3. Death is a very difficult topic in YA, but the narrator has an interesting voice that makes it all seem tragic and fascinating at the same time. The first paragraph works very well and I'd keep reading.

  4. I'm interested in the death, but I'm kind of distracted about the MC telling us how she feels. I think it would be interesting starting from the second sentense where she avoids the room. Maybe parts of the room can inspire some of these feelings you are telling.

  5. Definitely intrigued -- I want to know how Mindy died.

    For some reason, the MC's stomach churning didn't sound right to me.


  6. Hooked. I'd read more for sure.Not the biggest fan of the first sentence, but the rest is great. Very intriguing, great voice and a promising story.

  7. I like it. A lot. Very strong start. Hooked.

  8. Love the descriptives used and immediately I am wanting to know more. This is the kind of set up that gives the reader an appetite to find out turn that page.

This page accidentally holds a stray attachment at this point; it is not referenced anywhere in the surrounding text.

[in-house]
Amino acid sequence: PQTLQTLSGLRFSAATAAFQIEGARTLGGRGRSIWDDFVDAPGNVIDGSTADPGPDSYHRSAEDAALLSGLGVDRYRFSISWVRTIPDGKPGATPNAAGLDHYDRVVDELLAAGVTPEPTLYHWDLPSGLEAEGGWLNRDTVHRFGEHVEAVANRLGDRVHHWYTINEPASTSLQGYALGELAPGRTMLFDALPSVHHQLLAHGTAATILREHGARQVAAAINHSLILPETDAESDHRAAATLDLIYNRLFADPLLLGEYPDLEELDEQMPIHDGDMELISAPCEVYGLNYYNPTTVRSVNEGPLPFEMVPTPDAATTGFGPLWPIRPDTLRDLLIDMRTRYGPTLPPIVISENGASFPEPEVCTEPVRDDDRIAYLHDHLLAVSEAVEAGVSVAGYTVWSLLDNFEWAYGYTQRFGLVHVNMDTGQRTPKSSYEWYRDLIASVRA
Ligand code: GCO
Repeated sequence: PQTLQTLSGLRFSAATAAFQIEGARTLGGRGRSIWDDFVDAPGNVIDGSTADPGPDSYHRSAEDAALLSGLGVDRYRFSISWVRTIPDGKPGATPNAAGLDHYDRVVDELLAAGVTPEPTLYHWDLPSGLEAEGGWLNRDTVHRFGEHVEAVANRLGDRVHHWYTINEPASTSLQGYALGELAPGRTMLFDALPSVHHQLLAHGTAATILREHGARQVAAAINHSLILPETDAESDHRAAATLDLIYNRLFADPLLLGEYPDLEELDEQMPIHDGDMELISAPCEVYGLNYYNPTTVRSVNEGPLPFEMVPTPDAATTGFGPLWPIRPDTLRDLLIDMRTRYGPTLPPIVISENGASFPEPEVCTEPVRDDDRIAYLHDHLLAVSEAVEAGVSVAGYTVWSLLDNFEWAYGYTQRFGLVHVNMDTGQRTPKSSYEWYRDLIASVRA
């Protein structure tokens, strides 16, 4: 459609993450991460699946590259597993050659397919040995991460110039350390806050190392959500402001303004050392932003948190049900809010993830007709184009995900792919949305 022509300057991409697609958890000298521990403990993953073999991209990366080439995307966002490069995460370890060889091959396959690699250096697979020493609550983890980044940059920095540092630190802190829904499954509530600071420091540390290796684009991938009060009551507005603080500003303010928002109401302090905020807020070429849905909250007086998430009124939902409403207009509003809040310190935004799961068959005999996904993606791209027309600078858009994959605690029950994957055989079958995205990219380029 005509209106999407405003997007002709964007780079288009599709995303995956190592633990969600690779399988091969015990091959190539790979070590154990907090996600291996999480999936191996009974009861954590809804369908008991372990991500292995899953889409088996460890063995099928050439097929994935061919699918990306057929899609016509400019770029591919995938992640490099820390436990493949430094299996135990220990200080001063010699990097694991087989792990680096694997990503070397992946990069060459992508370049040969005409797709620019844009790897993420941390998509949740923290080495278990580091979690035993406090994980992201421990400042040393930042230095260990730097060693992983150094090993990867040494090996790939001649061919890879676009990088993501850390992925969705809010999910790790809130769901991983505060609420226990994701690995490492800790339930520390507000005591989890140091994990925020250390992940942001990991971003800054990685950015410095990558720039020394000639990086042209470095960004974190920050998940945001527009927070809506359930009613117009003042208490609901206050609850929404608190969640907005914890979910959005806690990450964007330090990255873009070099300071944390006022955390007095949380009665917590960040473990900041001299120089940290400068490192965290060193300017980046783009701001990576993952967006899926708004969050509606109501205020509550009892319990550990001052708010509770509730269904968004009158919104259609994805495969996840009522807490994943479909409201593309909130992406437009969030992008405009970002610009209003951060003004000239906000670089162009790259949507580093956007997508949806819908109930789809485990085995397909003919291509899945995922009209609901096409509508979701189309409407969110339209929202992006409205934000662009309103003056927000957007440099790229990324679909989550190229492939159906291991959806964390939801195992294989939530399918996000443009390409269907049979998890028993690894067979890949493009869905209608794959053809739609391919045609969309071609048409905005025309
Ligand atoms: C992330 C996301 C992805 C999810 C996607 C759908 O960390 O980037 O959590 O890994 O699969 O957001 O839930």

9. I love the first sentence! It immediately hooks me in and I want to know more about why the narrator is so ill-at-ease. There is also a feeling of tension about what is going to unfold in this story. So yes, I would keep reading.

  10. I like the first line, too, and your metaphorical language is great! The room that whispers, the memories that bite my cheeks. Nice. I think you went over the top a bit with, "it feels as if claws are ripping at my heart." I don't think that's necessary since we already have a good handle on how she feels.

    Nicely done. Best of luck!

  11. OOOOooo! How DID Mindy die?

    Would you consider opening with paragraph 3? Great voice/tension/conflict!